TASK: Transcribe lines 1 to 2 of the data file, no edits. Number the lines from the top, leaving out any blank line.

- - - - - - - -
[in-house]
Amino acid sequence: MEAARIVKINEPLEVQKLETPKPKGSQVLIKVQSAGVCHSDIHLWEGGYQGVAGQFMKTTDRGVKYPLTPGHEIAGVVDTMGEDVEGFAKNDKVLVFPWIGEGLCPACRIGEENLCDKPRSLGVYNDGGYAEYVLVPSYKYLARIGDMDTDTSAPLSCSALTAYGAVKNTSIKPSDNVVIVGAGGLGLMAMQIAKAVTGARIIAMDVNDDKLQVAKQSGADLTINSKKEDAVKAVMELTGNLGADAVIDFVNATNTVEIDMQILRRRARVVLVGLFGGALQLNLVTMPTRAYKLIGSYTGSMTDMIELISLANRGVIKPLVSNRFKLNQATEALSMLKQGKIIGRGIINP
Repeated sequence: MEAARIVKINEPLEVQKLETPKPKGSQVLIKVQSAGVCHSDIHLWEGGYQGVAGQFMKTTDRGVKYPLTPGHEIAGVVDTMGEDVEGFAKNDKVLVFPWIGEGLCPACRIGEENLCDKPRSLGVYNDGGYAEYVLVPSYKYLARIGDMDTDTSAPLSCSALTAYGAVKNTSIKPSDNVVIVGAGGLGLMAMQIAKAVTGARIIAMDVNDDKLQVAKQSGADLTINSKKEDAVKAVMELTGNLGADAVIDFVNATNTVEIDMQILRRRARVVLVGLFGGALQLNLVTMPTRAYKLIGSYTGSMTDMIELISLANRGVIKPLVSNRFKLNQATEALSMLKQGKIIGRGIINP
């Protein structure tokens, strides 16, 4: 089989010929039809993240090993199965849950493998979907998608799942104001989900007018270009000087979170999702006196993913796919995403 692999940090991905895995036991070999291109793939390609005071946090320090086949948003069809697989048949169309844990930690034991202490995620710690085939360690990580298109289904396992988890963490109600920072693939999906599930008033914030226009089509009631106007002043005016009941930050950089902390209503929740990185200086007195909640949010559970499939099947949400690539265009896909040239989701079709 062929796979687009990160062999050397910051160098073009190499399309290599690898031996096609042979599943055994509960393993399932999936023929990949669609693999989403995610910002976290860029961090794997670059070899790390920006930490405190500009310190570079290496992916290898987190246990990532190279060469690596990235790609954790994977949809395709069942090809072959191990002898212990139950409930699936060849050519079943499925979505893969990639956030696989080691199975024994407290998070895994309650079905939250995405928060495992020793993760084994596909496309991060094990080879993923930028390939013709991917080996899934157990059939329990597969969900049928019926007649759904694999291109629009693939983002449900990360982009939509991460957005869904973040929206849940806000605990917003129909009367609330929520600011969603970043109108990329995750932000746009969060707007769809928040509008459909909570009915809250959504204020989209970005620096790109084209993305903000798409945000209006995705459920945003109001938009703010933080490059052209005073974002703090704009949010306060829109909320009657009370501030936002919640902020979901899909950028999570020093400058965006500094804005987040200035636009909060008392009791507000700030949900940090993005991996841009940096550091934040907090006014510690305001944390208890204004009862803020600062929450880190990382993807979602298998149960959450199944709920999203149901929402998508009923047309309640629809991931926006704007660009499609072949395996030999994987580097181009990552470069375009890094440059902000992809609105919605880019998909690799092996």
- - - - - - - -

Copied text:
[in-house]
Amino acid sequence: MEAARIVKINEPLEVQKLETPKPKGSQVLIKVQSAGVCHSDIHLWEGGYQGVAGQFMKTTDRGVKYPLTPGHEIAGVVDTMGEDVEGFAKNDKVLVFPWIGEGLCPACRIGEENLCDKPRSLGVYNDGGYAEYVLVPSYKYLARIGDMDTDTSAPLSCSALTAYGAVKNTSIKPSDNVVIVGAGGLGLMAMQIAKAVTGARIIAMDVNDDKLQVAKQSGADLTINSKKEDAVKAVMELTGNLGADAVIDFVNATNTVEIDMQILRRRARVVLVGLFGGALQLNLVTMPTRAYKLIGSYTGSMTDMIELISLANRGVIKPLVSNRFKLNQATEALSMLKQGKIIGRGIINP